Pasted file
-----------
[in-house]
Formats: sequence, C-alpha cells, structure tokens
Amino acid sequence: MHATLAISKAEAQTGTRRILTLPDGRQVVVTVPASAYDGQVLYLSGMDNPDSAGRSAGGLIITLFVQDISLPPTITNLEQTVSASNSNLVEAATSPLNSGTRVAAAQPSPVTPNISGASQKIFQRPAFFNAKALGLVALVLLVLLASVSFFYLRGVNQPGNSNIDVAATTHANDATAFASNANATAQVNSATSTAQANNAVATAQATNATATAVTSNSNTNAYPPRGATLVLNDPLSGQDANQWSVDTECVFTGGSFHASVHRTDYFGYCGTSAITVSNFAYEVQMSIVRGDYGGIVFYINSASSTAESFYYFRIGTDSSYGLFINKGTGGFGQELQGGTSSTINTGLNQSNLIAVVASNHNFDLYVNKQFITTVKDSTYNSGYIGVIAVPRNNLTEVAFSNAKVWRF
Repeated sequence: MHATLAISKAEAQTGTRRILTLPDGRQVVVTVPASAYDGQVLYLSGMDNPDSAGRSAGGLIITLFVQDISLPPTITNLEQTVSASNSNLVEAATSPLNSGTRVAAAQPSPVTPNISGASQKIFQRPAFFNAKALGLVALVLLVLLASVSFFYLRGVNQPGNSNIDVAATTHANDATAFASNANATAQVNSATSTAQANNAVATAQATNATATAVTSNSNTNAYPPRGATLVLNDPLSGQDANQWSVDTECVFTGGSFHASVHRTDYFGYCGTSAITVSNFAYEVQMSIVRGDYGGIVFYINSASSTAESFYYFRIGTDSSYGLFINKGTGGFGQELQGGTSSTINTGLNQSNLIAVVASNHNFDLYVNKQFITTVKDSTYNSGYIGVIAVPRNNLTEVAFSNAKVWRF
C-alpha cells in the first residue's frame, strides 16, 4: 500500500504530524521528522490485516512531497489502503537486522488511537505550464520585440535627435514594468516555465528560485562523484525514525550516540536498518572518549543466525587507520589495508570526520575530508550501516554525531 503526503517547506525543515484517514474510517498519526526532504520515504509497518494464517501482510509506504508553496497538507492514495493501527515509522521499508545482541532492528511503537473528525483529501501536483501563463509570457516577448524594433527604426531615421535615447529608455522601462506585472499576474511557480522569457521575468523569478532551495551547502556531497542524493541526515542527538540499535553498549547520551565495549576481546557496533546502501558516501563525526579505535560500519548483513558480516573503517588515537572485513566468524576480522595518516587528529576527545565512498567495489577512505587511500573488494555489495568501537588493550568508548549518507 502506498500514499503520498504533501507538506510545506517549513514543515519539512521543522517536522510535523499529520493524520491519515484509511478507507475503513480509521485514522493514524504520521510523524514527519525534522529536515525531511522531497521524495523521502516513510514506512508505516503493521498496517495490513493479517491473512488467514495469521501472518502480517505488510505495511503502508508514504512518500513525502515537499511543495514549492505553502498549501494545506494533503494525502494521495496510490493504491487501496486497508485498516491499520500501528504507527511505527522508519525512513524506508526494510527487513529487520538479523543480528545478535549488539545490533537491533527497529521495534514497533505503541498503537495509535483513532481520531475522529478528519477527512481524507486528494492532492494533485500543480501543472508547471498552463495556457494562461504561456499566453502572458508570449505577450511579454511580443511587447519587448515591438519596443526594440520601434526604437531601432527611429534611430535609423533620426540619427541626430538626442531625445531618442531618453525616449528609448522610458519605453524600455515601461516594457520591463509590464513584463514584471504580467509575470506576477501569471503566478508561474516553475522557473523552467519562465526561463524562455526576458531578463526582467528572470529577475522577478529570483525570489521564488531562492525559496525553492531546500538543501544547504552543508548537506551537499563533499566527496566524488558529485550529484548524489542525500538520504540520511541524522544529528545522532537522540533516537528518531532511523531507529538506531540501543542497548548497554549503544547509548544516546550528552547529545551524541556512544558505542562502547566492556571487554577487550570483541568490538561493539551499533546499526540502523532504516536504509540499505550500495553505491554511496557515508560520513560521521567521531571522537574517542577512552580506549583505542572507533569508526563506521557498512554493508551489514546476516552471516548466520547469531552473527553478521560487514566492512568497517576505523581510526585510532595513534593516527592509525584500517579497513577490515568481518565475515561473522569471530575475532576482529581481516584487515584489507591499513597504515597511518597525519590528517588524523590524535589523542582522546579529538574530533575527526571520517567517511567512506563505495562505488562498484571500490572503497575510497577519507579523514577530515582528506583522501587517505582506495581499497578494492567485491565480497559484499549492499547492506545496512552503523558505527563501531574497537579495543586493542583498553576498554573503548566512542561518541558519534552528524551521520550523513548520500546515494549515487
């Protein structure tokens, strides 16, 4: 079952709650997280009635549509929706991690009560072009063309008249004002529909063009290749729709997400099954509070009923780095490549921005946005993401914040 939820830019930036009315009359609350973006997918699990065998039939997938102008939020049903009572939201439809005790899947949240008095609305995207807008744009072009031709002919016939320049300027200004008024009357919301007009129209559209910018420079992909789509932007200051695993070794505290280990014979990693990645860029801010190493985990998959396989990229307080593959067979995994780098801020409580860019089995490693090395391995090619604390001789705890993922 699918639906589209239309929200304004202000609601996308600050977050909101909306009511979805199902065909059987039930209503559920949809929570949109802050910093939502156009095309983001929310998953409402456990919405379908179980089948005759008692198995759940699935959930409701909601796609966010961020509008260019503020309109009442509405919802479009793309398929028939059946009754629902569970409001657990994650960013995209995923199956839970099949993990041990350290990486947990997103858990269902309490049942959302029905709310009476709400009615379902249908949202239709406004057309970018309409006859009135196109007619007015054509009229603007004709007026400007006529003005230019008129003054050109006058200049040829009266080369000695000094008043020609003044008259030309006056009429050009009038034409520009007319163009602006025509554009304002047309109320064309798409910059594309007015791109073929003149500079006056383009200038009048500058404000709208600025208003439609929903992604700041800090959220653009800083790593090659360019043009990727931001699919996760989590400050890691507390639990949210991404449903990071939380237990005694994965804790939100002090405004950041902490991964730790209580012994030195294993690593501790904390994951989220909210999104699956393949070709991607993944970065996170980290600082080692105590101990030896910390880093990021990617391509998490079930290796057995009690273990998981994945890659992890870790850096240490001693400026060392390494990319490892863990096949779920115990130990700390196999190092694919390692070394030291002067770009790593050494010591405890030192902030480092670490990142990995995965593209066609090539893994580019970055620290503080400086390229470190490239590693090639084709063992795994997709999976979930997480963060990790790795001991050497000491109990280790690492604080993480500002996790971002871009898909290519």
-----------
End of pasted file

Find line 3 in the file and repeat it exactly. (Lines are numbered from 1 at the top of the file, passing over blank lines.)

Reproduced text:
Amino acid sequence: MHATLAISKAEAQTGTRRILTLPDGRQVVVTVPASAYDGQVLYLSGMDNPDSAGRSAGGLIITLFVQDISLPPTITNLEQTVSASNSNLVEAATSPLNSGTRVAAAQPSPVTPNISGASQKIFQRPAFFNAKALGLVALVLLVLLASVSFFYLRGVNQPGNSNIDVAATTHANDATAFASNANATAQVNSATSTAQANNAVATAQATNATATAVTSNSNTNAYPPRGATLVLNDPLSGQDANQWSVDTECVFTGGSFHASVHRTDYFGYCGTSAITVSNFAYEVQMSIVRGDYGGIVFYINSASSTAESFYYFRIGTDSSYGLFINKGTGGFGQELQGGTSSTINTGLNQSNLIAVVASNHNFDLYVNKQFITTVKDSTYNSGYIGVIAVPRNNLTEVAFSNAKVWRF